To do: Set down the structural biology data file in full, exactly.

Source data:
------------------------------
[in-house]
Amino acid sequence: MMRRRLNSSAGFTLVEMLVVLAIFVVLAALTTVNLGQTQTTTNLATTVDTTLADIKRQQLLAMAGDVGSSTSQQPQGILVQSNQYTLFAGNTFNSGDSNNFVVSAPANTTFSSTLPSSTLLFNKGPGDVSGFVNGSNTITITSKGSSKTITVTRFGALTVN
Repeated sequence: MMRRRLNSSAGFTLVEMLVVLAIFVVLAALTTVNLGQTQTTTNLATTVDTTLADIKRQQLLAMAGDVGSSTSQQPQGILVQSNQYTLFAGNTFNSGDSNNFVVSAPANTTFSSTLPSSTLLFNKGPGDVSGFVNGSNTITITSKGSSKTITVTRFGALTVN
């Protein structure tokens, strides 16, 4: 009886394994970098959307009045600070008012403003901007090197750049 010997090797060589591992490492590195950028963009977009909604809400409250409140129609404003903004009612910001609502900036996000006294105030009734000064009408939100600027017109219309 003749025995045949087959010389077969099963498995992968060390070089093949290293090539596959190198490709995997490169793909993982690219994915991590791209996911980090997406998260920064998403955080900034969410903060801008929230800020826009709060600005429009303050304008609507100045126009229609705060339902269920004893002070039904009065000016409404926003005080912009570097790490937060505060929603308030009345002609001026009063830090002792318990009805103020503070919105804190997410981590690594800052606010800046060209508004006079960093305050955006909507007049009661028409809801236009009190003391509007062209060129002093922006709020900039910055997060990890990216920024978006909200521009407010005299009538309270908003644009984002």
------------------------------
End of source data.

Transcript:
[in-house]
Amino acid sequence: MMRRRLNSSAGFTLVEMLVVLAIFVVLAALTTVNLGQTQTTTNLATTVDTTLADIKRQQLLAMAGDVGSSTSQQPQGILVQSNQYTLFAGNTFNSGDSNNFVVSAPANTTFSSTLPSSTLLFNKGPGDVSGFVNGSNTITITSKGSSKTITVTRFGALTVN
Repeated sequence: MMRRRLNSSAGFTLVEMLVVLAIFVVLAALTTVNLGQTQTTTNLATTVDTTLADIKRQQLLAMAGDVGSSTSQQPQGILVQSNQYTLFAGNTFNSGDSNNFVVSAPANTTFSSTLPSSTLLFNKGPGDVSGFVNGSNTITITSKGSSKTITVTRFGALTVN
């Protein structure tokens, strides 16, 4: 009886394994970098959307009045600070008012403003901007090197750049 010997090797060589591992490492590195950028963009977009909604809400409250409140129609404003903004009612910001609502900036996000006294105030009734000064009408939100600027017109219309 003749025995045949087959010389077969099963498995992968060390070089093949290293090539596959190198490709995997490169793909993982690219994915991590791209996911980090997406998260920064998403955080900034969410903060801008929230800020826009709060600005429009303050304008609507100045126009229609705060339902269920004893002070039904009065000016409404926003005080912009570097790490937060505060929603308030009345002609001026009063830090002792318990009805103020503070919105804190997410981590690594800052606010800046060209508004006079960093305050955006909507007049009661028409809801236009009190003391509007062209060129002093922006709020900039910055997060990890990216920024978006909200521009407010005299009538309270908003644009984002």